Friday, September 30, 2016

Peyton, I Would Still Die For You

The fear of death follows from the fear of life. A man who lives fully is prepared to die at any time. -Mark Twain

Next Saturday, it will be two years since Peyton,  my 13 year old son, came home from school, went to his room and hung himself.  He clung to life for five days, but his injuries were too severe and he passed away on October 13, 2014. Not a day goes by that I do not miss him, mourn him, cry for him, and wish that God would have taken me instead of him.

I had just gotten in my truck to leave work.  My day had been sh*tty, and I just wanted to get home.  I was sitting in the truck, trying to catch my breath from a sprint through the driving rain, when my phone rang.  I saw it was Jacki, Peyton's mother, and thought seriously about letting it go to voicemail.  I didn't want to deal with any more drama at that moment, but something made me answer.

All she said was, "David, you need to speak to this police officer,"  In the second it took for her to hand the phone over, my mind raced through several scenarios from "there has been an accident" to "Peyton's temper has finally gotten the best of him."

The officer took the phone "Sir, this is Officer So and So (I remember so many details of that day, but names still elude me) of the Georgetown Police Department.  Peyton James has hung himself."  With those five words, my world turned upside down forever.

I sat in my truck, in that empty parking lot, momentarily stunned, listening to the rain pound on the roof  before I completely lost it.  I screamed, yelled, beat on the steering wheel and the roof of the cab with all my might.  I bargained with God and offered my life for Peyton's. Through tears and snot I kept screaming, "Dear God take me," but he didn't.  Never had I felt so convicted about something as I did at that moment.

When we arrived at the hospital, the doctor took us aside and told us about Peyton's injuries.  Because of the trauma to the organs from the CPR and the lack of oxygen, there was the possibility of organ damage.  When the doctor said that, there was never any doubt that if Peyton needed a kidney, a liver, heel, even a heart, I would be first in line to donate.

Over the next five days, I sat by Peyton's side as he drifted further and further away.  I held his hand and once again, bargained with God to take my life and spare Peyton's.  In a time of helplessness, when everything else was beyond my ability to aide my son, it was all I could do.  I hoped that every time I closed my eyes, I would open them to nothingness, or to a bright light that was drawing me closer.  I even went to the chapel in the hospital to offer myself.  Unfortunately, God was not in a mood to bargain, and my pleadings went unanswered until it was too late and Peyton was gone.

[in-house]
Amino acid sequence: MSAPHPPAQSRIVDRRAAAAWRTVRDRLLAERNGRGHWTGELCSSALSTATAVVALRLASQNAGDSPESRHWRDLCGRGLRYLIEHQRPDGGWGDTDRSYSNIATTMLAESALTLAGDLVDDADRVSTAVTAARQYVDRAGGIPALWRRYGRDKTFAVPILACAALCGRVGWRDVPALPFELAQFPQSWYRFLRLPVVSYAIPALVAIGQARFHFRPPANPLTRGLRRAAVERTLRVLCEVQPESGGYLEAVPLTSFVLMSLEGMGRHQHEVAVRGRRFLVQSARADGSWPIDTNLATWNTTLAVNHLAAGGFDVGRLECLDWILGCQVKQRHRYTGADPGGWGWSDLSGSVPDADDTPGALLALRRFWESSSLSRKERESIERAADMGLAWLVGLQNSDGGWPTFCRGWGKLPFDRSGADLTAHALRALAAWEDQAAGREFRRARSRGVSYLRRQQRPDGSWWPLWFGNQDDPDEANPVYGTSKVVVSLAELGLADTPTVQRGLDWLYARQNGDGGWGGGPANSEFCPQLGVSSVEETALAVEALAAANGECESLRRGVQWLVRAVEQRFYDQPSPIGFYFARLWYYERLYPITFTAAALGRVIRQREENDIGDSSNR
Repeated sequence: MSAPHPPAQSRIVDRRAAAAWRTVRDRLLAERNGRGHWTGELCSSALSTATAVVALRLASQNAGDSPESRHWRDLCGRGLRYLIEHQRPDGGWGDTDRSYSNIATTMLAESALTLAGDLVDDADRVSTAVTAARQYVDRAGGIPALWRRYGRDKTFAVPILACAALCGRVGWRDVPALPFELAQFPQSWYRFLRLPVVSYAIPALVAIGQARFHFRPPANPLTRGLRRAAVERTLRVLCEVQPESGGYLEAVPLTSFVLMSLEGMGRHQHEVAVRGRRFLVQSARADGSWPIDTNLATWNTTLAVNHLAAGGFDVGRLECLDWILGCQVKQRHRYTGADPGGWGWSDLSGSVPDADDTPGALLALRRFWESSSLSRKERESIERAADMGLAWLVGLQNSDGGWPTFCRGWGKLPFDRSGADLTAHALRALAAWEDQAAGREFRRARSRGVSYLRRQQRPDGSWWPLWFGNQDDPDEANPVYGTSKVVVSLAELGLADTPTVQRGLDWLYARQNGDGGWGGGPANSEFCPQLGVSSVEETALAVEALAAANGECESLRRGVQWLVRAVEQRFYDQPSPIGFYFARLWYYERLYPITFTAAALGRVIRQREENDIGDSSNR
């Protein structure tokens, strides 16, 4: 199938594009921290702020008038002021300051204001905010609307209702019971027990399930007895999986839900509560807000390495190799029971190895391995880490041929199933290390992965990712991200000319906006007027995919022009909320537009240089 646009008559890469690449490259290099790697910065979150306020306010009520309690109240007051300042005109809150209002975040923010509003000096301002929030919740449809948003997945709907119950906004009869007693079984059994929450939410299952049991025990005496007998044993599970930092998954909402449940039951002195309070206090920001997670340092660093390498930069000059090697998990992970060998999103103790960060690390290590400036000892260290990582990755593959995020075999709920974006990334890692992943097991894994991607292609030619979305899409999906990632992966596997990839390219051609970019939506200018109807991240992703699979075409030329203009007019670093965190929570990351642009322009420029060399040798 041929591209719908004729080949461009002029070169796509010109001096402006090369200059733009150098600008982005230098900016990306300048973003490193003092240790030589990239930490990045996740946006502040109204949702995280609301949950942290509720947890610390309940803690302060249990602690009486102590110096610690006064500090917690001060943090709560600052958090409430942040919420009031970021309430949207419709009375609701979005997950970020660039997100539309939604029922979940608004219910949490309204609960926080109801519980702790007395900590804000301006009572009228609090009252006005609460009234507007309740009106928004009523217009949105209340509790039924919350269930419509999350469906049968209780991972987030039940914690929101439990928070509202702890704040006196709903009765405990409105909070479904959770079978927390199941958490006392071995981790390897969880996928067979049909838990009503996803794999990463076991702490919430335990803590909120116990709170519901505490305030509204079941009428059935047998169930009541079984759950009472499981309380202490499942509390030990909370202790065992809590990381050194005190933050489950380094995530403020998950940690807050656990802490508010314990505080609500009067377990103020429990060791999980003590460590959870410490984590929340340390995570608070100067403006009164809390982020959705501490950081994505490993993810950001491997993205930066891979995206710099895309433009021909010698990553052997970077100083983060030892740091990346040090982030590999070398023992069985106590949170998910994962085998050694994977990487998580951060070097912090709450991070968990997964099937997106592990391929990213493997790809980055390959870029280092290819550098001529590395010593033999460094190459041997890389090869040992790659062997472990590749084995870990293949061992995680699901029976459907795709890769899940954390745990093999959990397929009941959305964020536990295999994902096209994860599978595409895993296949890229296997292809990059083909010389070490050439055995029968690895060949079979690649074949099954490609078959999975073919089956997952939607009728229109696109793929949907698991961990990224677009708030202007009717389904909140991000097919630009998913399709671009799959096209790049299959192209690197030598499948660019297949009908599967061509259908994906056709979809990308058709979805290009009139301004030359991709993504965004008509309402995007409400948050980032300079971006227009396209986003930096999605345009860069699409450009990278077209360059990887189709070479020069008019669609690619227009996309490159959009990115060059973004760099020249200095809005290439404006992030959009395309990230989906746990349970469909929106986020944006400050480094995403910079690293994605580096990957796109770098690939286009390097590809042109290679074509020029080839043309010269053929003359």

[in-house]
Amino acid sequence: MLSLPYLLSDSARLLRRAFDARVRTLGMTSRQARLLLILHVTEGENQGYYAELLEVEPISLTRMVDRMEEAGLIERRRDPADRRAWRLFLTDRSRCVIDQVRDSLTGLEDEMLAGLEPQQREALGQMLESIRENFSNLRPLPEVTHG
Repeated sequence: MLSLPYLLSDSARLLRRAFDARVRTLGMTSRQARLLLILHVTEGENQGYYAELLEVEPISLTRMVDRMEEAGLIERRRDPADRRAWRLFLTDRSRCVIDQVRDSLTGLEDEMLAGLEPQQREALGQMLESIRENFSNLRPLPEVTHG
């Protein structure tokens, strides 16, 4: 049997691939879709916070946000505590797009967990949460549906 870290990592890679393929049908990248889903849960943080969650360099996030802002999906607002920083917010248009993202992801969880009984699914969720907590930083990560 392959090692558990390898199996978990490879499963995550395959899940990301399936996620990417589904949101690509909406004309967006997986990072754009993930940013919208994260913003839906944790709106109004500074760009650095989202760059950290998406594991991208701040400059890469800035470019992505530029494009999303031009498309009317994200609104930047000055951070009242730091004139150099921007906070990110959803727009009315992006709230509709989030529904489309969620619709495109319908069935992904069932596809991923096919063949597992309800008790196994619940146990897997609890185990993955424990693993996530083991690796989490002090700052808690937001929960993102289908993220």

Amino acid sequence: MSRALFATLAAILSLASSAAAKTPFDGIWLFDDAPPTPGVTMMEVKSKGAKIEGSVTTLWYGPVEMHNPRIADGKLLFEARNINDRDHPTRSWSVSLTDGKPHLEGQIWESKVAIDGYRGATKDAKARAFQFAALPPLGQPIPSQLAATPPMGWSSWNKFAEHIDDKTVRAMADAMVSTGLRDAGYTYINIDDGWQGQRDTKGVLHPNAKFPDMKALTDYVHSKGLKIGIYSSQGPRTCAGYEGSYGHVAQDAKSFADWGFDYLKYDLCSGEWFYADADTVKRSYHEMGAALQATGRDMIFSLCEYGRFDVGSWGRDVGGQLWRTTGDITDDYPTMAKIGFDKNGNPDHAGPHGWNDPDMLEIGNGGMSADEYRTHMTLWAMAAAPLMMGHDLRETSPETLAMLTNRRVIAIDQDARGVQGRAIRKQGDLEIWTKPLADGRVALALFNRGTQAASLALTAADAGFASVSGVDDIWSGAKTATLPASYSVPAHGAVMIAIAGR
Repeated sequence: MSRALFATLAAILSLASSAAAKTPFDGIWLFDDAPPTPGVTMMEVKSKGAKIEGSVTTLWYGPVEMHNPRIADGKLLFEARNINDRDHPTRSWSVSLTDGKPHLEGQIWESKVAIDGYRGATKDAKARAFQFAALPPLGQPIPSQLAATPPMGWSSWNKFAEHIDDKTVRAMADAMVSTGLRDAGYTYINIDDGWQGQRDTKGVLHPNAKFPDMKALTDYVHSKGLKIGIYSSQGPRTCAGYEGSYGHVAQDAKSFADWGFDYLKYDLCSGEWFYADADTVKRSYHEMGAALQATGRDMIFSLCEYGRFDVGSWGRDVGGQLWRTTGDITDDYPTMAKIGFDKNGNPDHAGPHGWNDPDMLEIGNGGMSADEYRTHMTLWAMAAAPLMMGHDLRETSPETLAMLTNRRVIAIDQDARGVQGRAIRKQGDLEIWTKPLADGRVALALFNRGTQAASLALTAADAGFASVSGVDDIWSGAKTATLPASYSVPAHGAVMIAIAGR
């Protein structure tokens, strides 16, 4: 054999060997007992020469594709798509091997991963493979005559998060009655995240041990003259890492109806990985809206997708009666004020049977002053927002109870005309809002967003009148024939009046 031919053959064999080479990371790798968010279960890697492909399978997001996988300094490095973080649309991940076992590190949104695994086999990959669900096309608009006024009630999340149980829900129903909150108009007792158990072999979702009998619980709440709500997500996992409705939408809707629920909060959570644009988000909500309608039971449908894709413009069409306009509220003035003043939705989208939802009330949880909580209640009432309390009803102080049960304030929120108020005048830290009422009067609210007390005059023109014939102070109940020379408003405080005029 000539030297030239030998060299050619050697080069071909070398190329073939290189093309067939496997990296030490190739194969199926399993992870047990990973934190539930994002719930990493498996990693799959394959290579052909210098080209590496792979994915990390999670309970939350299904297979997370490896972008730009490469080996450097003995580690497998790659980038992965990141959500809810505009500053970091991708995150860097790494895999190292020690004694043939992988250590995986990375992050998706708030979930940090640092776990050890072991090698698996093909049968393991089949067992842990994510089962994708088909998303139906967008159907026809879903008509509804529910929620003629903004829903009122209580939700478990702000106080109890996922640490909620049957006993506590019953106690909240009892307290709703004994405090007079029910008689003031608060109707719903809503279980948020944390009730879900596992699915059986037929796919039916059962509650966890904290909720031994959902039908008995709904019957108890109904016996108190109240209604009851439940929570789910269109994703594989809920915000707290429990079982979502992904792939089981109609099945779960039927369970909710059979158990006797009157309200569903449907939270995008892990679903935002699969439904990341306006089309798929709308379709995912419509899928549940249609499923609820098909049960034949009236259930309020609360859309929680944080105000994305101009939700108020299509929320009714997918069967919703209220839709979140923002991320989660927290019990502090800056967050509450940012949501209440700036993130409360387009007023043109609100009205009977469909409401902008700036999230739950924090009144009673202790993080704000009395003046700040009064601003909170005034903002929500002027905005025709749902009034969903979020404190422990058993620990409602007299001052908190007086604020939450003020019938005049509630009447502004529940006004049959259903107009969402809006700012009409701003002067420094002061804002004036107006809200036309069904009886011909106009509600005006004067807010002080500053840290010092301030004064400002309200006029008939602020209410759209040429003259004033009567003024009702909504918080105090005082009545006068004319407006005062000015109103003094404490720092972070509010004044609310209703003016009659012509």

I know I am not the first parent to offer myself as they sat at their child's bedside, nor was it the first for me.  From the time Peyton was a baby with his first of many ear infections, to his first stitches, to knocking out a tooth, I wanted to take away his pain and anguish.  I would have gladly carried that pain with me to alleviate him, but now it was for keeps, but I was still willing and wanting to change places. I think that is part of being a parent.  We all go out of our way to take care of and protect our kids. We want what is best for our kids and sacrifice for ourselves.

Now it has been almost two years.  Peyton would have been a sophomore in high school.  He would be old enough to get his learner's permit and beg me to let him drive.  He would have been coming up with a theatrical way to ask girls to homecoming.  He would have been arguing with me about everything from grades to curfew.  Instead, his ashes sit on my dresser and gather dust.  His room is slowly being converted to an office.  His step-brother is buying a suit for homecoming, and his sister is already planning her fifth birthday. All of the things Peyton could have been and done are nothing but assumption and speculation.

As for me, my life goes on slowly and methodically.  I think about all of the aggravation and headaches Peyton would be causing, all the unreasonable demands he would be making, the money he would ask for, and the future he would be planning.  I still want that for him.  If God has a way to change the past, I would still let him take me so that Peyton could live his life.  Just so you know, Peyton, I would still die for you.